Reason: Filling holes and rounding out an NHL and AHL roster.
Outcome: Varies wildly. Some, like Vyborny, were key players for several years. Some, like Tugnutt and Odelein, would be traded for pieces. Some, like Selmser and Gaul and Bowler, would be unable to make an expansion team roster for good.

Date: August 16, 2000
Traded: 170th overall, 2003 draft (Andreas Sundin)
Received: Kent McDonell
Reason: Everyone needs a middling AHL-level prospect.
Outcome: McDonell played 32 games with Columbus over two seasons, where, although noted for his generally weak play, he still managed more goals and points than Alex Picard in half as many games.

Date: November 9, 2000
Traded: Bert Robertsson
Received: J-F Labbe
Reason: Marc Denis suffered a groin strain of unknown severity (seriously, that's the reason).
Outcome: Labbe had made himself into a decent prospect, and Robertsson is one of the most replaceable players in CBJ history.

Date: November 27, 2000
Signed: Alexander Selivanov
Reason: Jan Caloun went back to Europe, creating a need for a streaky scorer.
Outcome: Selivanov had once been a decent prospect, but had dropped down to replacement level. Finished out the season with Columbus, then went back to Europe.

Date: January 14, 2001
Traded: Krzyzstof Oliwa
Received: 85th overall, 2001 draft (Aaron Johnson)
Reason: There were a couple of incidents related to Oliwa's various demons that came to a head. Understand that when he first came to North America, he was popular with his teammates, but there soon developed a fear that he was always one drink or one sarcastic comment away from totally going nuts. This trade was a "PLEASE take him off our hands" move.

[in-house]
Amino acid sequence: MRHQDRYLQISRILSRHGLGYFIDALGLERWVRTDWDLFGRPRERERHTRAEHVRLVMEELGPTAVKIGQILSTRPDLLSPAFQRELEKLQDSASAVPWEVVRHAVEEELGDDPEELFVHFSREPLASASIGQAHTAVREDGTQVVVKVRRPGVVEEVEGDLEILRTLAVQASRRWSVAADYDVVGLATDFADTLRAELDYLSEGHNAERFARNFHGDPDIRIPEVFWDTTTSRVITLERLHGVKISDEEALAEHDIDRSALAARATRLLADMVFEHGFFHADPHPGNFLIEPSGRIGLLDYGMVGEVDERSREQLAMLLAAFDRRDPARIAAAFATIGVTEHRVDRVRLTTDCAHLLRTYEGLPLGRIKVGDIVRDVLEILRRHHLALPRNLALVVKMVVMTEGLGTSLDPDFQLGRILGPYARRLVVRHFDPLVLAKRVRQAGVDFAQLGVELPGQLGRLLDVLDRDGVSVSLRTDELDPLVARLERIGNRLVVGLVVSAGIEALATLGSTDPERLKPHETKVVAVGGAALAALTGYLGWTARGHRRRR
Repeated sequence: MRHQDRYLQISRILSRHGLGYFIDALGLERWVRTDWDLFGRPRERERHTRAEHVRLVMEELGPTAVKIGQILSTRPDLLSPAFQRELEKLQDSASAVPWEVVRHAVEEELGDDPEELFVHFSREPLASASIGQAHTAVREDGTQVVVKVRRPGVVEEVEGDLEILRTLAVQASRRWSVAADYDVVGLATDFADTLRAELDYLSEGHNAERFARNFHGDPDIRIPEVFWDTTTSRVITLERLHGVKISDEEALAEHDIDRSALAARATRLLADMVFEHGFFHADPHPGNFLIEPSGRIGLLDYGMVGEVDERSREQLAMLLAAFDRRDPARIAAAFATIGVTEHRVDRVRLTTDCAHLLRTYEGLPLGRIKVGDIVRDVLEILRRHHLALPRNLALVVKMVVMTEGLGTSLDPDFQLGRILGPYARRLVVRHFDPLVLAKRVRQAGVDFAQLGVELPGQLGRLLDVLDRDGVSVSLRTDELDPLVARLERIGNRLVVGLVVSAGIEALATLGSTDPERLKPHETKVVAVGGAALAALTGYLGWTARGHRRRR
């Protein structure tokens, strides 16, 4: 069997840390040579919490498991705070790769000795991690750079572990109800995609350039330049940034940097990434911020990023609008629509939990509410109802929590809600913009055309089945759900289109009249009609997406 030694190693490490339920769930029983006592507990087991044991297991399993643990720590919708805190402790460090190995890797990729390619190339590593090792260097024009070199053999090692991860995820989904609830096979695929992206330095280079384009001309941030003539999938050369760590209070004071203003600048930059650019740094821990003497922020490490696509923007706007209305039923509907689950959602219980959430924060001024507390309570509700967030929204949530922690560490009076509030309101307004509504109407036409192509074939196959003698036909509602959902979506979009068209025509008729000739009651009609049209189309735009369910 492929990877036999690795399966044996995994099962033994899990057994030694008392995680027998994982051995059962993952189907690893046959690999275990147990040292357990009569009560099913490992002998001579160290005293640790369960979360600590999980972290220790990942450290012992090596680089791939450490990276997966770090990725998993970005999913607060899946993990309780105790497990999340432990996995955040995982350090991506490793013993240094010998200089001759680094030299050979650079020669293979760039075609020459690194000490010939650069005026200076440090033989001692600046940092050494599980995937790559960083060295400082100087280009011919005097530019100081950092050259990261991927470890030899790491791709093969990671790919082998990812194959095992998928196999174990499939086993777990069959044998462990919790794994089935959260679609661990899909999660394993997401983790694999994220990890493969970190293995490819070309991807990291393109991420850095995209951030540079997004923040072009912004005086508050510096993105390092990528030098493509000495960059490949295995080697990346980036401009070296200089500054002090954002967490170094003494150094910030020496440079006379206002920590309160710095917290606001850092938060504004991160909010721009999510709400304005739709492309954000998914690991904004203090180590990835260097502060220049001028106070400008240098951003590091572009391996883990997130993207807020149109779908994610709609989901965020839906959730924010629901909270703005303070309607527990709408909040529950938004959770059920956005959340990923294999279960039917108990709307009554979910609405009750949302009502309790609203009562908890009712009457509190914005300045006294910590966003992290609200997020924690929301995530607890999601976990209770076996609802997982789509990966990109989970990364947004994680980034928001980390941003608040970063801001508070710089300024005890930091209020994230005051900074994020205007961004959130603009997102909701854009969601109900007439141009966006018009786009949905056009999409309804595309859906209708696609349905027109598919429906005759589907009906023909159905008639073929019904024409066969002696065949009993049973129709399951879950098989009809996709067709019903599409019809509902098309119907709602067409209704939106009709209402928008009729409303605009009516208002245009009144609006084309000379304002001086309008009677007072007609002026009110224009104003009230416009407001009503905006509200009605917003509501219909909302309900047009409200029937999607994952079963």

Outcome: Basically, the Jackets traded 13 draft positions and Turner Stevenson for Deron Quint. This move may have been done out of desperation and netted a surprisingly high return, but it simply highlights how poor the original deal was.

Date: January 31, 2001
Signed: Jody Shelley
Reason: With Oliwa's borderline-psychotic presence out of the lineup, a need for toughness was there. And it's not like he could produce less offensively than Sean Selmser anyway.
Outcome: One of the most popular players in CBJ history, both in the locker room and in the community, Shelley put his fists and face on the line every night and never let his profound lack of fighting skill prevent him from trying to punch his way through the league. The return from his eventual trade was a component of the Jason Williams deal.

Date: March 13, 2001 (trade deadline)
Traded: Kevyn Adams; 117th overall, 2001 draft (Michael Woodford)
Received: Ray Whitney
Reason: Because Doug MacLean wanted to have Whitney on a line with Shelley, then find someone else with a woman's first name on the back of their jersey to round it out. He'd have called it "The Hair Salon Line". Ooh, maybe if Espen Knutsen ("Shampoo") was out there....(I'm kidding, but what a thought!)
Outcome: Whitney scored 137 points in 148 games on an expansion team, then was never offered a contract extension. The original move was larceny, the idiocy that led to his departure was....well, idiocy.

Date: March 13, 2001 (trade deadline)
Traded: Steve Heinze
Received: 87th overall, 2001 draft (Per Mars)
Reason: A guy toward the end of his career and clearly declining for a draft pick. That's pretty much all there is to it.
Outcome: This is a great example of the internal conflict of Doug MacLean. Were the Jackets buyers or sellers? Moving a bottom-six player and a late pick for a scoring forward (Ray Whitney) would indicate buying, but moving one of the top scorers for a draft pick would certainly indicate selling. In any case, Heinze played parts of three years after this before retiring, while Mars...well, read the draft review thread for my thoughts on that pick.

Date: March 13, 2001 (trade deadline)
Traded: Frantisek Kucera
Received: 187th overall, 2001 draft (Artem Vostrikov)
Reason: A replaceable part was desired.
Outcome: Back to the internal conflict thing...Kucera was logging minutes and not embarrassing himself. Was the meager return worthwhile, or was it a dumping move done by sellers at the deadline?